Judge orders Wisconsin investigator to stop deleting records

Apr 21, 2022, 11:37 AM | Updated: 1:30 pm

MADISON, Wis. (AP) — The work of an investigator looking into the 2020 presidential election in Wisconsin generated fresh criticism Thursday after newly posted documents included a memo describing one elections worker as “probably” a Democrat in part because she loves nature and “has a weird nose ring.”

Also on Thursday, a judge ordered Michael Gableman to stop deleting records, the latest legal defeat for the former state Supreme Court justice.

Gableman has released two interim reports on the election won by President Joe Biden and has suggested the GOP-controlled Legislature look into decertifying his victory. Republican leaders including Assembly Speaker Robin Vos, who hired Gableman, have repeatedly said they have no intention of trying to decertify the win.

Gableman’s reports have not included evidence to back up the false claims that Donald Trump won Wisconsin in 2020.

A recently posted unsigned document on Gableman’s website, titled “cross pollinators,” details his probe into public employees who work in elections.

That memo contends that a geographic information system analyst for Milwaukee is “probably” a Democrat because she plays video games, “has a weird nose ring,” sometimes colors her hair, “loves nature and snakes” and lives with a boyfriend but is not married to him.

Other documents posted on Gableman’s website misspell the name of Vos, who hired him, as “Voss.”

The Milwaukee Journal Sentinel first reported on the documents.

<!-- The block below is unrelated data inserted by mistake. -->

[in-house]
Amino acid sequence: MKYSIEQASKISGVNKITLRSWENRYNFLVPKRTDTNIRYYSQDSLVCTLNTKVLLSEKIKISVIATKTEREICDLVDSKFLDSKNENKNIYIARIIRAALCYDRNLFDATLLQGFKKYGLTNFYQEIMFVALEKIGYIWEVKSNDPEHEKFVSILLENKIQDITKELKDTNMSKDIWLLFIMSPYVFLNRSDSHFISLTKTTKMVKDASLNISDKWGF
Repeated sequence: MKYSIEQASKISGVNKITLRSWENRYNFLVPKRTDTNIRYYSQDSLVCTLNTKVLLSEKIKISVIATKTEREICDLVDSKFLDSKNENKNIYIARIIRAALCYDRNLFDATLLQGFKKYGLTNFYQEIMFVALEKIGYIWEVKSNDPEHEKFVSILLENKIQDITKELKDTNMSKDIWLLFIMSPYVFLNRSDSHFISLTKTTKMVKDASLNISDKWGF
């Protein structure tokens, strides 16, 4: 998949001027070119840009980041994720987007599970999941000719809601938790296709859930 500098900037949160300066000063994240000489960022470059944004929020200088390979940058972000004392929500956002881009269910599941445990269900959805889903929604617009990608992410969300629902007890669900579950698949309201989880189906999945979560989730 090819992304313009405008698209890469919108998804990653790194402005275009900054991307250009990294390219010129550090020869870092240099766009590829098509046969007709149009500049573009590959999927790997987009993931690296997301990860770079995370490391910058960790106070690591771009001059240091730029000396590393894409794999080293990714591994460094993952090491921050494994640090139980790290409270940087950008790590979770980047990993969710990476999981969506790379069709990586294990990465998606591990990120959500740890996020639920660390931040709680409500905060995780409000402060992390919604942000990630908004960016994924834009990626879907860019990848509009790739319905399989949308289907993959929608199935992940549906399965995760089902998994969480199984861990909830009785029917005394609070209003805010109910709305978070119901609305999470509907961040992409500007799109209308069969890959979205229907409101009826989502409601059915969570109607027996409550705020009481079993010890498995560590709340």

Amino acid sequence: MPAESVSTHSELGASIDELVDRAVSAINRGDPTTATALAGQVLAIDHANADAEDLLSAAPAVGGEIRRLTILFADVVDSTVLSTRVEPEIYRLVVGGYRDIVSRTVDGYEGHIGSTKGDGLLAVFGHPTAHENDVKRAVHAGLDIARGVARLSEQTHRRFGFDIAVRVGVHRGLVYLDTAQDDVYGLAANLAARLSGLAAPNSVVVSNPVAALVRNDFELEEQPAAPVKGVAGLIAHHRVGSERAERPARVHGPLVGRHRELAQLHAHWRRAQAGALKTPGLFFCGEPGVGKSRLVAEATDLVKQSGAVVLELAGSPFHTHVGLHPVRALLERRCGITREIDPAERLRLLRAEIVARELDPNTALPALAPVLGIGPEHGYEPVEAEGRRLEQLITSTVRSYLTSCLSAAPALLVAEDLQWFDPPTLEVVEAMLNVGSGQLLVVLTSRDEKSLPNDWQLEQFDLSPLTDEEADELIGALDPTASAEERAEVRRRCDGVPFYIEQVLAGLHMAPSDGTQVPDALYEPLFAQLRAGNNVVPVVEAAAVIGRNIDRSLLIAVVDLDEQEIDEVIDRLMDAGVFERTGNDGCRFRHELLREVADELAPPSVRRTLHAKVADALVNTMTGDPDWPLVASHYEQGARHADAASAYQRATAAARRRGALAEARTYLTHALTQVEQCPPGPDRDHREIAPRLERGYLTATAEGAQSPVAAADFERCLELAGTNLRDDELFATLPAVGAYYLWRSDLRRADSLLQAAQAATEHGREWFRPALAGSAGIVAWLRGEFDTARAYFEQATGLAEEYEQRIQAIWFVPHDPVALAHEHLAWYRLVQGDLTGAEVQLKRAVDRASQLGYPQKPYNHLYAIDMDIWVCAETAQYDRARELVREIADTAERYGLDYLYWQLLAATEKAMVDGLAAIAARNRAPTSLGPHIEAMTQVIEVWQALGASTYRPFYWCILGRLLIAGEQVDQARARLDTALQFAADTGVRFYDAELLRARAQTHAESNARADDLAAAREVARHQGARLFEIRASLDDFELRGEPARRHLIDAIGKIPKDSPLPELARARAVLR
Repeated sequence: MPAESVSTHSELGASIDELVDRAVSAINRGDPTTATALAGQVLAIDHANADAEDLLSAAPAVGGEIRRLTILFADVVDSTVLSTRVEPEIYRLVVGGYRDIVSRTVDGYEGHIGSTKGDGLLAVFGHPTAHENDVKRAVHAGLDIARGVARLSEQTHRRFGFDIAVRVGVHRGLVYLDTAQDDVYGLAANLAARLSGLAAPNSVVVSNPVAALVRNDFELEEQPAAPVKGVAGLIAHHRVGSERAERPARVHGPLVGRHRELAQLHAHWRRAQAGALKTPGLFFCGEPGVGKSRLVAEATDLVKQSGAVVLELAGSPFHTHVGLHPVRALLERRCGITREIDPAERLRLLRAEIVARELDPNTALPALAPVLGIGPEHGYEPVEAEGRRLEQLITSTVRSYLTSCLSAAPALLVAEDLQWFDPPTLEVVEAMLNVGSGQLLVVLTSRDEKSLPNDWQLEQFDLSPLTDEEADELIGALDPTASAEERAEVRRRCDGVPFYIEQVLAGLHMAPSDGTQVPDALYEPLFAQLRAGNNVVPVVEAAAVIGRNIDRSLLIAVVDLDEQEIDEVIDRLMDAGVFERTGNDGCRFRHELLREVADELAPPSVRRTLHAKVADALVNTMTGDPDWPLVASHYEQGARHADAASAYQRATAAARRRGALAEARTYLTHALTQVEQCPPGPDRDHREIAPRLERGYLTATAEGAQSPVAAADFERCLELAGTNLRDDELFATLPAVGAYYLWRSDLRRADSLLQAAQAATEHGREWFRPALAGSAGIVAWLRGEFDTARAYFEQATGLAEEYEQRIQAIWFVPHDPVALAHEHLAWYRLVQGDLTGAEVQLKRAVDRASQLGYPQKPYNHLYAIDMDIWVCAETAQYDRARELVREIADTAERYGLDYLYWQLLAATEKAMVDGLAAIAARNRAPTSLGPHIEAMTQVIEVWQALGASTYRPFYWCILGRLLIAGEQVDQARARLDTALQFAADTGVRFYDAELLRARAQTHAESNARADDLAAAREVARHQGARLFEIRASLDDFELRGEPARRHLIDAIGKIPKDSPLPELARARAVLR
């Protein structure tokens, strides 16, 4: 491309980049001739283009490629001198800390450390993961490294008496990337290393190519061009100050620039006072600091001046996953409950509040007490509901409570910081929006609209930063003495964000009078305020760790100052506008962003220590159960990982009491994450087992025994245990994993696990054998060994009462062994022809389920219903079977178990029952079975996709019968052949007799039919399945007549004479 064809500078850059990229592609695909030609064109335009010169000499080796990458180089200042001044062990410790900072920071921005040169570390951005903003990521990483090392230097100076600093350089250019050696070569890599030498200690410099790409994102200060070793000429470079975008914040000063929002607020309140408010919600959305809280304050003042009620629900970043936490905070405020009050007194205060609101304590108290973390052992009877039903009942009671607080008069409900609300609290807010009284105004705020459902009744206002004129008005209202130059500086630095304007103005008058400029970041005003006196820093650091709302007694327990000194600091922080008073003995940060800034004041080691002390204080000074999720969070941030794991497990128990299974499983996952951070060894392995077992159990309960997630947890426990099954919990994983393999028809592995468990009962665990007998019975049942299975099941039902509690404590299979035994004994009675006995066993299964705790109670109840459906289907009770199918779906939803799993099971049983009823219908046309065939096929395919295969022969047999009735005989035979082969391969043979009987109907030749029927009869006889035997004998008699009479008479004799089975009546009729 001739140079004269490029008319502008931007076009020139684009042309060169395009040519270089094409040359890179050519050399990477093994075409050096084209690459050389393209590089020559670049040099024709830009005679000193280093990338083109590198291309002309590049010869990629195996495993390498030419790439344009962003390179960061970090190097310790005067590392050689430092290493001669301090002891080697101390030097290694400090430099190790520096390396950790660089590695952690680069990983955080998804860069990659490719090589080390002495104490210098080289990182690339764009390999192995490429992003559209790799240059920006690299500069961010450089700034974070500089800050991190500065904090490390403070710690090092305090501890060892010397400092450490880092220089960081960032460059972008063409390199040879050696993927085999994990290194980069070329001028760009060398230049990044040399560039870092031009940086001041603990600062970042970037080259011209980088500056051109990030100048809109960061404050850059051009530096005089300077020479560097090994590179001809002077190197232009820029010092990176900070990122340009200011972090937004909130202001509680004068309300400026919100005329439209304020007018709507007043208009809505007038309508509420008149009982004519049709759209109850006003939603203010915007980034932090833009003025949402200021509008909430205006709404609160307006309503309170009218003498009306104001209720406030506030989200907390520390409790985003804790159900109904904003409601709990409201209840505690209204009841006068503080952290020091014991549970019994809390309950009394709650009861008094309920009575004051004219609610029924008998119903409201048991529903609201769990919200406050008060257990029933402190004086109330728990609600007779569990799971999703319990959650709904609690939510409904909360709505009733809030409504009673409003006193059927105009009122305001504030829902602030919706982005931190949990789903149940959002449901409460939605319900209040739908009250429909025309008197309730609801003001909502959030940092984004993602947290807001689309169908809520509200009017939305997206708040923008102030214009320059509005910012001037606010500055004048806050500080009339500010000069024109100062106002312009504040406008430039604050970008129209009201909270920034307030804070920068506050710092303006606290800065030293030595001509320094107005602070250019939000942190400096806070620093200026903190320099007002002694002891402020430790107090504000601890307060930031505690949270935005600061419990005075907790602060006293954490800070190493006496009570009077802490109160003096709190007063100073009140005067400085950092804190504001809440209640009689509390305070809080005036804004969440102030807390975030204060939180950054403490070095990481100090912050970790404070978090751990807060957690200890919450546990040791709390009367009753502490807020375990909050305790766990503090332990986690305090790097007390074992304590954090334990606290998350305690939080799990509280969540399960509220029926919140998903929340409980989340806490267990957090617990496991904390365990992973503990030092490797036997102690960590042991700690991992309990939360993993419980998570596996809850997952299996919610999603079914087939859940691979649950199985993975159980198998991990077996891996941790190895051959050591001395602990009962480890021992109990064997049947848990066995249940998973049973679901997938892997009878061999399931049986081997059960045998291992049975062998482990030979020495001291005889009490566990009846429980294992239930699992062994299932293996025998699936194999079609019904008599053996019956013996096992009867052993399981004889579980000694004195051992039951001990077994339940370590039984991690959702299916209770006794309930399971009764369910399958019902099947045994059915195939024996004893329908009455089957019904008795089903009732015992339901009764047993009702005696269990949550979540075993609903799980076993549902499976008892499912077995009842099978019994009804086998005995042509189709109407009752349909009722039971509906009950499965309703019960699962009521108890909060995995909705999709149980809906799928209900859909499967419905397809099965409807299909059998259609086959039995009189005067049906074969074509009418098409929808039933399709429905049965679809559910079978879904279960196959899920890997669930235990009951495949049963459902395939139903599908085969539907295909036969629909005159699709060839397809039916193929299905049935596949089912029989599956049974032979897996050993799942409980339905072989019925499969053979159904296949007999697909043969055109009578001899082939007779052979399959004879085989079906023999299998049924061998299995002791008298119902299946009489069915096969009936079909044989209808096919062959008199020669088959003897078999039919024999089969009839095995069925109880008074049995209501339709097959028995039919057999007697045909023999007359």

“It is bizarre,” state Sen. Kathy Bernier, a Republican who leads the Senate Elections Committee, said of the memo. “It is speculative. It is stereotypical. It’s not something I would expect out of a conservative’s position.”

Bernier, who has long been critical of Gableman’s investigation, said he is on a “partisan crusade and he’s harming Republicans in the process.”

“There’s something wrong with him,” she said.

Gableman did not immediately return a message seeking comment.

Biden’s win over Trump by nearly 21,000 votes has withstood recounts, independent audits and reviews and numerous lawsuits. Still, Vos ordered the review by Gableman last summer under pressure from Trump and others who falsely contend the election was stolen.

Gableman’s work is mired in lawsuits, including three brought by the liberal watchdog group American Oversight. It filed numerous open records requests seeking documents primarily from Vos and Gableman. Vos has been found in contempt in one case for failing to turn over records.

Dane County Circuit Judge Frank Remington on Thursday issued an order in another of those lawsuits, telling Gableman “not to delete or destroy any record that is or may be responsive” to the group’s open records requests.

Remington made the order after Gableman’s attorney told American Oversight that it “routinely deletes documents and text messages that are not of use to the investigation.”

The nonpartisan Legislative Council, attorneys who advise the Legislature, said in October that deleting such records, even by a state contractor like Gableman, is a violation of Wisconsin law.

Gableman’s attorney, James Bopp, has argued in court filings that the record retention law does not pertain to contractors. Bopp did not immediately return a message seeking comment Thursday.

Bopp said in the April 8 letter to American Oversight that all responsive records have been turned over and once the investigation is complete, all materials will be made public. Bopp said that Gableman’s office routinely evaluates documents, including text messages and emails, to determine whether the record is of use to the ongoing probe. Those determined to be relevant are retained and the others are deleted, Bopp said.